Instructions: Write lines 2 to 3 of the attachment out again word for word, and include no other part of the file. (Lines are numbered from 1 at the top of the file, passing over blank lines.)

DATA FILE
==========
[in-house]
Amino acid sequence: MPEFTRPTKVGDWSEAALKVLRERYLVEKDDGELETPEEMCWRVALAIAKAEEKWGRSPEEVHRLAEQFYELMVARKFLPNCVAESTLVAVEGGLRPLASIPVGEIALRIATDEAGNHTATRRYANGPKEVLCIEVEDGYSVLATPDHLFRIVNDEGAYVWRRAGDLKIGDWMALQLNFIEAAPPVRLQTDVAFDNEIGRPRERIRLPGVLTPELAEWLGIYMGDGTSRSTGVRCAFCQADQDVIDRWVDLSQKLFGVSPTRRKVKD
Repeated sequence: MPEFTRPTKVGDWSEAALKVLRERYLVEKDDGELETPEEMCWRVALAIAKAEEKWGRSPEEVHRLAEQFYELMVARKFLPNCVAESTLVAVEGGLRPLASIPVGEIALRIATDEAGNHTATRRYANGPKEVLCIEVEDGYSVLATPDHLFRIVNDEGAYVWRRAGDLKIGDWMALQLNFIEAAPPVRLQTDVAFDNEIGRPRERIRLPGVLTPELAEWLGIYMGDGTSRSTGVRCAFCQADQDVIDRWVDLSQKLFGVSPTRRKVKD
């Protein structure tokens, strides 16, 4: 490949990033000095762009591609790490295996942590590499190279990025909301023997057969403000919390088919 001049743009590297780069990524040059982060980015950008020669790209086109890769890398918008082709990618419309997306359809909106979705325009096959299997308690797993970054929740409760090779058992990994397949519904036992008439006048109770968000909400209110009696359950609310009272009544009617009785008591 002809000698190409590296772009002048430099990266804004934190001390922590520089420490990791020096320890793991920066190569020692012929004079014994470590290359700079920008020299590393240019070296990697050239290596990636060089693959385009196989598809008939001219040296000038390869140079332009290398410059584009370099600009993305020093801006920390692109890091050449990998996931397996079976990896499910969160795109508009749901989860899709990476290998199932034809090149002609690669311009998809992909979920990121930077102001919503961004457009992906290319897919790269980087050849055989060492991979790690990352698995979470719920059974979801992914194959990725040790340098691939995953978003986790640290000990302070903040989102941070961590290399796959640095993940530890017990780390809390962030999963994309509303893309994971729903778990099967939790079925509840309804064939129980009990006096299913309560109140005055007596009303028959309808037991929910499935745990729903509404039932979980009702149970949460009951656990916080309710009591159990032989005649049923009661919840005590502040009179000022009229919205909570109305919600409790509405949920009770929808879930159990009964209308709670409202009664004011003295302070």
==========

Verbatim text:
Amino acid sequence: MPEFTRPTKVGDWSEAALKVLRERYLVEKDDGELETPEEMCWRVALAIAKAEEKWGRSPEEVHRLAEQFYELMVARKFLPNCVAESTLVAVEGGLRPLASIPVGEIALRIATDEAGNHTATRRYANGPKEVLCIEVEDGYSVLATPDHLFRIVNDEGAYVWRRAGDLKIGDWMALQLNFIEAAPPVRLQTDVAFDNEIGRPRERIRLPGVLTPELAEWLGIYMGDGTSRSTGVRCAFCQADQDVIDRWVDLSQKLFGVSPTRRKVKD
Repeated sequence: MPEFTRPTKVGDWSEAALKVLRERYLVEKDDGELETPEEMCWRVALAIAKAEEKWGRSPEEVHRLAEQFYELMVARKFLPNCVAESTLVAVEGGLRPLASIPVGEIALRIATDEAGNHTATRRYANGPKEVLCIEVEDGYSVLATPDHLFRIVNDEGAYVWRRAGDLKIGDWMALQLNFIEAAPPVRLQTDVAFDNEIGRPRERIRLPGVLTPELAEWLGIYMGDGTSRSTGVRCAFCQADQDVIDRWVDLSQKLFGVSPTRRKVKD